Compared to claim 1 of the main request, claim 1 of auxiliary request I additionally includes, at the end, the feature:

"wherein said elastically stretchable continuous fibers are made of block copolymerized polyester comprising hard and soft ingredients wherein said soft ingredient being polyether or copolymer of polyether."

Claim 1 of auxiliary request II reads:

"An elastically stretchable composite sheet (1) consisting of an elastic sheet (3) having a stretchability in two directions (X-X and Y-Y direction) orthogonal to each other and a sheet-like fibrous assembly (2) having an extensibility in said two direction bonded to at least one surface of said elastic sheet (3), wherein:

- the elastic sheet (3) has a stretch ratio of at least 400% in the Y-Y direction and is elastically contractile again to less than 1.3 times of its initial length after (sic) stretched by 100%,

- said sheet-like fibrous assembly (2) has an inelastic extensibility, said elastic sheet (3) and said sheet-like fibrous assembly (2) are bonded together at bond regions (4) arranged intermittently in said two directions and component fibers (6) constituting said sheet-like fibrous assembly (2) are long fibers continuously extending and describing curves between each pair of adjacent bond regions (4) where said long fibers (6) are bonded to said elastic sheet (3),

- and wherein said sheet-like fibrous assembly (2) has a basis weight of 2 - 100 g/m**(2),

- wherein said component fibers (6) describe loops in said regions extending between each pair of adjacent said bond regions (4),

- wherein each of said component fibers (6) has a diameter of 0.1-50 µm,

- wherein said component fibers (6) are neither sealed nor bonded with one another and

- are independent one from another in regions extending between each pair of adjacent said bond regions (4) and

- wherein said elastic sheet (3) is made of elastically stretchable continuous fibers

- wherein said elastically stretchable continuous fibers are made of block copolymerized polyester comprising hard and soft ingredients wherein said soft ingredient being polyether or copolymer of polyether,

- wherein said composite sheet (1) is elastically stretchable at least by 20% in said two direction (sic)."

Claim 1 of auxiliary request III differs from claim 1 of auxiliary request II in that it includes additionally the following feature at the end:

"and wherein said component fibers (6) are in the form of stretched yarns made of polypropylene or polyester."

Claim 1 of auxiliary request IV reads as follows:

"An elastically stretchable composite sheet (1) consisting of an elastic sheet (3) having a stretchability in two directions orthogonal to each other and a sheet-like fibrous assembly (2;300) having an extensibility in said two direction (sic) bonded to at least one surface of said elastic sheet (3), wherein:

- said sheet-like fibrous assembly (2; 300) has an inelastic extensibility,

- said elastic sheet (3) and said sheet-like fibrous assembly (2; 300) are bonded together at bond regions (4) arranged intermittently in said two directions and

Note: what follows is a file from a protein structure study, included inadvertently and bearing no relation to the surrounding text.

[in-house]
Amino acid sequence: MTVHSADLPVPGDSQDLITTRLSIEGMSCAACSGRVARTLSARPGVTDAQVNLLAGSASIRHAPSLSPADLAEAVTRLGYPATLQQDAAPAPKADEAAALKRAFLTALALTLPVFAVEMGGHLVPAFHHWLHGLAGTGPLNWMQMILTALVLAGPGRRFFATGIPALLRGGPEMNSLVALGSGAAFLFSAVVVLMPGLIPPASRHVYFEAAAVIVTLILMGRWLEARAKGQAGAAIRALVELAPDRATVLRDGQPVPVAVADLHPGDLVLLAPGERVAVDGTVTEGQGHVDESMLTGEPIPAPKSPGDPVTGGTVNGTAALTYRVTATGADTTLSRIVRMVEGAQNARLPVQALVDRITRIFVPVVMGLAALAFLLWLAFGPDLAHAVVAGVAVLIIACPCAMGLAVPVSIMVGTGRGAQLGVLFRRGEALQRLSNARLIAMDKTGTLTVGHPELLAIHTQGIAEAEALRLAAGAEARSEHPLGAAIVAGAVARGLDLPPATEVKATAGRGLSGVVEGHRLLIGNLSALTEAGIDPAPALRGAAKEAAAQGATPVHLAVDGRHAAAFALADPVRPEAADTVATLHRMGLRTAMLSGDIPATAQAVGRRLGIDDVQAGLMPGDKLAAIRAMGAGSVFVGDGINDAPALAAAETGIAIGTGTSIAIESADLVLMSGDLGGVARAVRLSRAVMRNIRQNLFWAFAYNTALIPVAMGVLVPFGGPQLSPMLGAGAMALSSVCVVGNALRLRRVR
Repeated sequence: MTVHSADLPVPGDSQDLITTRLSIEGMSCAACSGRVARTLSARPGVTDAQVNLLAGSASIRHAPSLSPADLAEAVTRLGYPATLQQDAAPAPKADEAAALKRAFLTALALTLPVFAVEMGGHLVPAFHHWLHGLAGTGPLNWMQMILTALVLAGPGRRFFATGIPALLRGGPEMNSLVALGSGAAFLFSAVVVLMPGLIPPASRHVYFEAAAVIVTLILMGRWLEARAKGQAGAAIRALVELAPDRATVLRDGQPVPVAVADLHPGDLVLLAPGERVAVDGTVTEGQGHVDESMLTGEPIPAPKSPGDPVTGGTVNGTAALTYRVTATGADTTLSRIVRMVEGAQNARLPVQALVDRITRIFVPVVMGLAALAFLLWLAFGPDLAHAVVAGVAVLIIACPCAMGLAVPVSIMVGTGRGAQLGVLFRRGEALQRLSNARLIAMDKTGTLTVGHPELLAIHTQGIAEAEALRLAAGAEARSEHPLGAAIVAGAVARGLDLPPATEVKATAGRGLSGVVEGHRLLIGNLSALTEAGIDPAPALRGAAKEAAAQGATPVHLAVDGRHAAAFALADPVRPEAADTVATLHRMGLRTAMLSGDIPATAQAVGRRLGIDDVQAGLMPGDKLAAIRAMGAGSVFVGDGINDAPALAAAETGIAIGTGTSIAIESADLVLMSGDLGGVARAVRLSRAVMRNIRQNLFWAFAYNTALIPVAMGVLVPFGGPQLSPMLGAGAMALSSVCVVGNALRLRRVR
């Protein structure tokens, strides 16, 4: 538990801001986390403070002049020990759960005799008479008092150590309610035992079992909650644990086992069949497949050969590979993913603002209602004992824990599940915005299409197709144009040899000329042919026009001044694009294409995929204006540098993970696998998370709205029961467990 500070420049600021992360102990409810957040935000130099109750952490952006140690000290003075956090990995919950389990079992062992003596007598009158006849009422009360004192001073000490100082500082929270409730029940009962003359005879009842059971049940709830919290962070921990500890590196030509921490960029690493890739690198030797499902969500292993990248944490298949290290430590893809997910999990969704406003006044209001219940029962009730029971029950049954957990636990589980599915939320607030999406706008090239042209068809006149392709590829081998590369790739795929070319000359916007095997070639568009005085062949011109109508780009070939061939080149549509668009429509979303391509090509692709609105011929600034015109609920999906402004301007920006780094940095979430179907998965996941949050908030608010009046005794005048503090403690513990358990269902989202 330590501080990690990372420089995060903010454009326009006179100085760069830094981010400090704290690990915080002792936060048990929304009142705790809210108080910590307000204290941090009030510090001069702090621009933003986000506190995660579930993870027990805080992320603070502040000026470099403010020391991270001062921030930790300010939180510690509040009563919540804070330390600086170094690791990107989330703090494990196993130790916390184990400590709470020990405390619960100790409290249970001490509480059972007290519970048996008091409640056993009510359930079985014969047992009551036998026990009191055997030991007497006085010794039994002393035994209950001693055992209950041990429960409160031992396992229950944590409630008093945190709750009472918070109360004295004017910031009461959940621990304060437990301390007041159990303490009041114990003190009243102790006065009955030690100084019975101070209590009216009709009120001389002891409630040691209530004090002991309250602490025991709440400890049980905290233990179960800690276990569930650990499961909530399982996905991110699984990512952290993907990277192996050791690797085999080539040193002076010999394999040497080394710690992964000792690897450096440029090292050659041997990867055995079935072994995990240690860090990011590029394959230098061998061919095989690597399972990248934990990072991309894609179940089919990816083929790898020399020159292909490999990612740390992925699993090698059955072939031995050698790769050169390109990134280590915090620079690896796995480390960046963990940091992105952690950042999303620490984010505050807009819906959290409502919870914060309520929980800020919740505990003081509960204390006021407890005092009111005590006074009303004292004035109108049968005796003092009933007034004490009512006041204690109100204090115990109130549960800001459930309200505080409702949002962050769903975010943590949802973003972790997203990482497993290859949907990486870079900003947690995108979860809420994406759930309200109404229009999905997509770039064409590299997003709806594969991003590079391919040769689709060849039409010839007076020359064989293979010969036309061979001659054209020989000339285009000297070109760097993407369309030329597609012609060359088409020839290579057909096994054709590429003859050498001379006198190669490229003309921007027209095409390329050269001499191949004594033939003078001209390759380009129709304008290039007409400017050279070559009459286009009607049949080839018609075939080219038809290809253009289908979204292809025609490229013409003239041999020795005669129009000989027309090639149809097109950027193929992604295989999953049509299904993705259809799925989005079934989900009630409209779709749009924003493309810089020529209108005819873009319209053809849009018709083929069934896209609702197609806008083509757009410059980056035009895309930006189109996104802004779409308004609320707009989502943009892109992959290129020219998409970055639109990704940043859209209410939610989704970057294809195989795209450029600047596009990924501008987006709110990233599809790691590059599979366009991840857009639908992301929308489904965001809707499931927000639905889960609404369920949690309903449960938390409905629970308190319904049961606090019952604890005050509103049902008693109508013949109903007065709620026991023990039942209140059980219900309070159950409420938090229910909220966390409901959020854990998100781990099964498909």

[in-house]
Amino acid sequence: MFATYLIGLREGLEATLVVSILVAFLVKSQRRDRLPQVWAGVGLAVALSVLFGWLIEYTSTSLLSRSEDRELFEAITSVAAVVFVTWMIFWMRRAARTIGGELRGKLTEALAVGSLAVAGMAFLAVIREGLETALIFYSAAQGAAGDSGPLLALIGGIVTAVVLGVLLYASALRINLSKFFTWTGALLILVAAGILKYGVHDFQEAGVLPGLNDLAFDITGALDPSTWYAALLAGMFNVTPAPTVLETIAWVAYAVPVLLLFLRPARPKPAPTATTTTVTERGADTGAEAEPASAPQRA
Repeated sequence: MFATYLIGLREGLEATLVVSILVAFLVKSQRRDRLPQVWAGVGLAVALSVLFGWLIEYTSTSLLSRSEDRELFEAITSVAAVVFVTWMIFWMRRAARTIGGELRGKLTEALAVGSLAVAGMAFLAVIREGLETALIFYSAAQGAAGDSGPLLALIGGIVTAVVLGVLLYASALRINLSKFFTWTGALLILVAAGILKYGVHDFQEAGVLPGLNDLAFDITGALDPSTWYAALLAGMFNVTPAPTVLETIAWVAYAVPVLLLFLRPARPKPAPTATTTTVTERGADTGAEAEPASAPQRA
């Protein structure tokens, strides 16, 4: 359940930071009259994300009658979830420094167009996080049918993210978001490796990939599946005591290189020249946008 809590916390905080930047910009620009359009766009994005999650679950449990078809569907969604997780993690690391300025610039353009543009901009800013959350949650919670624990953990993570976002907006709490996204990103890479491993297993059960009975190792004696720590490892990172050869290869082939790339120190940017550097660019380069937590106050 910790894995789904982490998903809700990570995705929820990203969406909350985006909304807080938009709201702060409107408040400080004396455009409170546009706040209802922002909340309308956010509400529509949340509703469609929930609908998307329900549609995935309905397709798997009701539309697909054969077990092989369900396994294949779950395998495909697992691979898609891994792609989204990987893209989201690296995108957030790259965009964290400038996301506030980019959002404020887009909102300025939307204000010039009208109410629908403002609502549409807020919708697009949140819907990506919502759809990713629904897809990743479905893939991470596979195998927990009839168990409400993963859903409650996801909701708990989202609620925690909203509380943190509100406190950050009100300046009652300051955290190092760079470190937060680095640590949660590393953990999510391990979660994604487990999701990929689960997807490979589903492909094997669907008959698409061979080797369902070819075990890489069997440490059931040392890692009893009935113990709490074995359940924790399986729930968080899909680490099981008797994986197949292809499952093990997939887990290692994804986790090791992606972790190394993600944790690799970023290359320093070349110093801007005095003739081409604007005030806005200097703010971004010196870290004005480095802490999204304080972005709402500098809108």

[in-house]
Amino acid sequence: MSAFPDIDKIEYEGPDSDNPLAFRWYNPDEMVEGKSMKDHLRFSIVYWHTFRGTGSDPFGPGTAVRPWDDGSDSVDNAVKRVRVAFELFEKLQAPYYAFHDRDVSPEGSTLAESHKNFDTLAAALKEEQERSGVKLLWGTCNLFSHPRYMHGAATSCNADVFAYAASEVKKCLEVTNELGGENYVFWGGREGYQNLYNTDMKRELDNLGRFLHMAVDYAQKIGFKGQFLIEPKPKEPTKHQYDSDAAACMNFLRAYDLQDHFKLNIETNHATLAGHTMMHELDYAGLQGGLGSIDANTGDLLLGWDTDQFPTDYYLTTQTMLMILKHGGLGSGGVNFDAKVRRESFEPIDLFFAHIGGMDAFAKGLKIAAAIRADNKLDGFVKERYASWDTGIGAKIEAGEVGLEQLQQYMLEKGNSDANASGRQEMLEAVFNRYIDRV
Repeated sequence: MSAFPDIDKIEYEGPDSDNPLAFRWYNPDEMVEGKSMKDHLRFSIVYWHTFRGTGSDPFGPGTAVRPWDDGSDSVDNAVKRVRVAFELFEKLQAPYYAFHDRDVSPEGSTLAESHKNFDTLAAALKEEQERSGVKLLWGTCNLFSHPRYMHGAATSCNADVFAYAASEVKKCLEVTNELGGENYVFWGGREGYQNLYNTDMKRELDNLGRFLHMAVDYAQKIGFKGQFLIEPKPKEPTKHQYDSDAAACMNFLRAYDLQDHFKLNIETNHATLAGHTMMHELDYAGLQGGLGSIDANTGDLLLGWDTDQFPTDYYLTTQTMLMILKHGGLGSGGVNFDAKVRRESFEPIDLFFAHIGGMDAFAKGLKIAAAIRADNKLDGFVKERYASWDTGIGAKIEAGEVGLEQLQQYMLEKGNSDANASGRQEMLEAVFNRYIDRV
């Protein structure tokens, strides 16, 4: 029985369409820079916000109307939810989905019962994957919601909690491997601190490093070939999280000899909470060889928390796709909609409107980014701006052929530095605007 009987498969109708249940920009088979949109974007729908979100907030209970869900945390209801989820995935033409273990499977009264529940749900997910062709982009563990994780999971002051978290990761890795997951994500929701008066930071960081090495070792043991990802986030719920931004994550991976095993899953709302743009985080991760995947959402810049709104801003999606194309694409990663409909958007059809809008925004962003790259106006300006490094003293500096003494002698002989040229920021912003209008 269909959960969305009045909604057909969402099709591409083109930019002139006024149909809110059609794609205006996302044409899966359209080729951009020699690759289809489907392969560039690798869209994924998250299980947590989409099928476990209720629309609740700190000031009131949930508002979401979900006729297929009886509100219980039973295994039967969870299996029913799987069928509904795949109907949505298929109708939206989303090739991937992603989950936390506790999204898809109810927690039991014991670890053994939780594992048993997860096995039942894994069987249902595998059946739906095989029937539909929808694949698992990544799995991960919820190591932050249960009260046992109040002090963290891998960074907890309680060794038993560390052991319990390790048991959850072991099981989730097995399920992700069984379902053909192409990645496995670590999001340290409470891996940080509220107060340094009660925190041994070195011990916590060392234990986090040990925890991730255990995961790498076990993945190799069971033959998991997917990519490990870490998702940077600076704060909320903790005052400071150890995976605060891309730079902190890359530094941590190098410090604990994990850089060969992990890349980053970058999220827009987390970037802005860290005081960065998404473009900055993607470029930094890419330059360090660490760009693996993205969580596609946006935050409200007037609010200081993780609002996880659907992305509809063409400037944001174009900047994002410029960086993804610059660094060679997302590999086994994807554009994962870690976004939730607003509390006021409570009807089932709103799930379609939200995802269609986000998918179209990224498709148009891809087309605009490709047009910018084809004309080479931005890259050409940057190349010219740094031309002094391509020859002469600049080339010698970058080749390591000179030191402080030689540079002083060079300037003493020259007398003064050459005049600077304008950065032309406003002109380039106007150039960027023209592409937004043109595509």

- component fibers (6; 310) constituting said sheet-like fibrous assembly (2; 300) are long fibers continuously extending and describing curves between each pair of adjacent bond regions (4) where said long fibers (6; 310) are bonded to said elastic sheet (3), and

- wherein said component fibers (6; 310) are neither sealed nor bonded with one another and

- are independent one from another in regions extending between each pair of adjacent said bond regions (4) and

- wherein said elastic sheet (3) is made of elastically stretchable continuous fibers (10),

- wherein a first melt blown fiber molder 31 having a plurality of nozzles arranged transversely above an endless belt 30 below which there is provided a suction mechanism 31A discharges first melt blown continuous fibers 35 of non-stretchable thermoplastic synthetic resin being accumulated on the belt 30 along irregular curves to form a first web 41,

- wherein a discharge condition of the first molder 31 and a travelling condition of the belt 30 are selected so that the continuous fibers 35 being stacked one upon another in the first web 41 may be prevented from being bonded or sealed together,

- the first continuous fibers 35 have a breaking extension of at least 70%,

- and wherein a second melt blown fiber molder 32 and a suction mechanism 32A is provided, also including a plurality of nozzles arranged transversely of the belt 30 and adapted to discharge second melt blown continuous fibers 40 of elastically stretchable thermoplastic synthetic resin to be accumulated on the first web 31 along irregular curves to form a second web 42,

- wherein a discharge condition of the second molder 32 is selected so that these second continuous fibers 40 stacked one upon another are be (sic) sealed together and thereby form a sheet having an elastic stretchability in the travelling direction of the belt 30 as well as in the direction being orthogonal thereto and wherein

- the second continuous fibers 40 have a breaking extension higher than that of the first continuous fibers 35, and wherein

- the first and second webs 41, 42 placed upon each other